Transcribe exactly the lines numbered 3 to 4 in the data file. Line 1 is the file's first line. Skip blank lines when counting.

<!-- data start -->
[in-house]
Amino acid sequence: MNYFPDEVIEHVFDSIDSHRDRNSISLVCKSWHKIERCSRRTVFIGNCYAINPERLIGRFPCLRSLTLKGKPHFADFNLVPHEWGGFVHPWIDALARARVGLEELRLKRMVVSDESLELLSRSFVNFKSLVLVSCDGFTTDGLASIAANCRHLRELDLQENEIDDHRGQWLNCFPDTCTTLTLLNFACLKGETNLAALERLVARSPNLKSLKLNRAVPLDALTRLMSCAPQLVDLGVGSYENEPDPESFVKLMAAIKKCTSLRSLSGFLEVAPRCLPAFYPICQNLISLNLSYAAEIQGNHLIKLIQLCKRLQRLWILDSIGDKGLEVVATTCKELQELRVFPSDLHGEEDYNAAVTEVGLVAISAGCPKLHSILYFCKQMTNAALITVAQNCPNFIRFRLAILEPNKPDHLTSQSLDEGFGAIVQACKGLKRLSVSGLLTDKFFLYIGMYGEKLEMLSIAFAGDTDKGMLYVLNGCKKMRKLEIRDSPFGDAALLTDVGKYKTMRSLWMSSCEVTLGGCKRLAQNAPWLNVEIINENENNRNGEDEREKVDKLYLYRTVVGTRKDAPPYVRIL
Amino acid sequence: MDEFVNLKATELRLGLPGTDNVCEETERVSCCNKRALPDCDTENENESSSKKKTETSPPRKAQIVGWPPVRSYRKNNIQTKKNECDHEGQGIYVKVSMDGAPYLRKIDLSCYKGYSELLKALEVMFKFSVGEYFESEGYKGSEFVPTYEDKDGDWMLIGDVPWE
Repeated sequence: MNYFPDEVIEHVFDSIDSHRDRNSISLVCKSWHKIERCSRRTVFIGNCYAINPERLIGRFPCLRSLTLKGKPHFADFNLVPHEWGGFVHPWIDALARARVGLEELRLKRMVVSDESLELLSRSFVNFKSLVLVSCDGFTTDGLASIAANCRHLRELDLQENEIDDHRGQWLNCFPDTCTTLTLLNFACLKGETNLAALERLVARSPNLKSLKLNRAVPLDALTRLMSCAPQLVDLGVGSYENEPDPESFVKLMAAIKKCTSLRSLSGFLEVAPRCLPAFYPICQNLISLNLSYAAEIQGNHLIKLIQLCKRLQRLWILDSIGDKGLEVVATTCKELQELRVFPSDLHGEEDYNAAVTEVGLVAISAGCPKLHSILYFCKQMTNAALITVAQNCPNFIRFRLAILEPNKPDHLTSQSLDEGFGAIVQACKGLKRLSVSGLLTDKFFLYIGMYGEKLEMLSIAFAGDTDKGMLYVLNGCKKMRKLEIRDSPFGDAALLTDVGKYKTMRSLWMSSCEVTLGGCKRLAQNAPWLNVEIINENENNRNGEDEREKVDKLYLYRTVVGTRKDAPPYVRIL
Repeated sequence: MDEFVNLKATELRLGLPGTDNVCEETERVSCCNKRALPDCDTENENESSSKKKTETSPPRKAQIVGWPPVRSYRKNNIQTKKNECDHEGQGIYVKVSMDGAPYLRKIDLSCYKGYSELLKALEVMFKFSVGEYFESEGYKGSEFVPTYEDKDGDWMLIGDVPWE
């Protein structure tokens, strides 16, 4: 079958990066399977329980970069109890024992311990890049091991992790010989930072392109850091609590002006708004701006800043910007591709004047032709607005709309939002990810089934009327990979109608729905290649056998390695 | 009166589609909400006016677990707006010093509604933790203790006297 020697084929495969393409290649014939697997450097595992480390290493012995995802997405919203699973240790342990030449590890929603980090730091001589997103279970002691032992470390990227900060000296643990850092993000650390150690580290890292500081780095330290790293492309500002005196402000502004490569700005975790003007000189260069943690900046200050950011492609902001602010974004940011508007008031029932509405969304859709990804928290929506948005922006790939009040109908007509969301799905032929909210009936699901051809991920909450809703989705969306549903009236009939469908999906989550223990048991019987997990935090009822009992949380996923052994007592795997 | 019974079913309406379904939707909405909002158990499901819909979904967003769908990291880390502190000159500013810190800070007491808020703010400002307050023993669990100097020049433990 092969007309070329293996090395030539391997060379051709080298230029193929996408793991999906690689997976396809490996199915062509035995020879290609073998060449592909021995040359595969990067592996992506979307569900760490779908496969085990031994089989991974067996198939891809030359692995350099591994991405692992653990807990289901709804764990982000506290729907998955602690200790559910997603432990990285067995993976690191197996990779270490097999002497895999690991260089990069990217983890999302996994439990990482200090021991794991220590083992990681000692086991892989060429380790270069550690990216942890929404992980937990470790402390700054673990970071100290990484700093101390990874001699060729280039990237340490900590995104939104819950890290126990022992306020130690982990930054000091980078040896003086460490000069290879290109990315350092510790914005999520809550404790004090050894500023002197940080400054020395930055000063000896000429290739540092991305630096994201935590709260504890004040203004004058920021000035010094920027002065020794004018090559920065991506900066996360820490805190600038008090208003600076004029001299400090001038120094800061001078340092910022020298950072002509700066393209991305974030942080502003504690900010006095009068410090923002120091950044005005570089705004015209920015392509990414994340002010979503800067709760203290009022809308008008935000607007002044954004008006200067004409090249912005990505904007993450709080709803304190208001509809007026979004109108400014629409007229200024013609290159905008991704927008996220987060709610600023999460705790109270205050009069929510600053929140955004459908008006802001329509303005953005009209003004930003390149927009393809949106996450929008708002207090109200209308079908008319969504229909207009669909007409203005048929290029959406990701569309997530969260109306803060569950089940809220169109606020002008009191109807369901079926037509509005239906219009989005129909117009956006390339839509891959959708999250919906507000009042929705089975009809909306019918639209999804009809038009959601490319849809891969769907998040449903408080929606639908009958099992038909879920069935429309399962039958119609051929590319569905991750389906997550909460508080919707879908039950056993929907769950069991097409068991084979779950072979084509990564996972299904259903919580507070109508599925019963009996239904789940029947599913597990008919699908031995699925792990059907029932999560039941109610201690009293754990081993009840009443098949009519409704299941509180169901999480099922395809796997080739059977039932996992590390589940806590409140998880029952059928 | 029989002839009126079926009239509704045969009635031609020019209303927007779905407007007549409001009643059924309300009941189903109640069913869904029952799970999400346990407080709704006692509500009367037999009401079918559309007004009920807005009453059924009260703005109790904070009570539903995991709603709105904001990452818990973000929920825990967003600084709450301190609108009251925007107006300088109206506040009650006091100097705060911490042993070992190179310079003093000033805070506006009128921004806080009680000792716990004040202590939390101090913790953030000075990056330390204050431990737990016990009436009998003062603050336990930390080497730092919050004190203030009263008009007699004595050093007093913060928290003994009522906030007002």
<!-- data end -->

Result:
Amino acid sequence: MDEFVNLKATELRLGLPGTDNVCEETERVSCCNKRALPDCDTENENESSSKKKTETSPPRKAQIVGWPPVRSYRKNNIQTKKNECDHEGQGIYVKVSMDGAPYLRKIDLSCYKGYSELLKALEVMFKFSVGEYFESEGYKGSEFVPTYEDKDGDWMLIGDVPWE
Repeated sequence: MNYFPDEVIEHVFDSIDSHRDRNSISLVCKSWHKIERCSRRTVFIGNCYAINPERLIGRFPCLRSLTLKGKPHFADFNLVPHEWGGFVHPWIDALARARVGLEELRLKRMVVSDESLELLSRSFVNFKSLVLVSCDGFTTDGLASIAANCRHLRELDLQENEIDDHRGQWLNCFPDTCTTLTLLNFACLKGETNLAALERLVARSPNLKSLKLNRAVPLDALTRLMSCAPQLVDLGVGSYENEPDPESFVKLMAAIKKCTSLRSLSGFLEVAPRCLPAFYPICQNLISLNLSYAAEIQGNHLIKLIQLCKRLQRLWILDSIGDKGLEVVATTCKELQELRVFPSDLHGEEDYNAAVTEVGLVAISAGCPKLHSILYFCKQMTNAALITVAQNCPNFIRFRLAILEPNKPDHLTSQSLDEGFGAIVQACKGLKRLSVSGLLTDKFFLYIGMYGEKLEMLSIAFAGDTDKGMLYVLNGCKKMRKLEIRDSPFGDAALLTDVGKYKTMRSLWMSSCEVTLGGCKRLAQNAPWLNVEIINENENNRNGEDEREKVDKLYLYRTVVGTRKDAPPYVRIL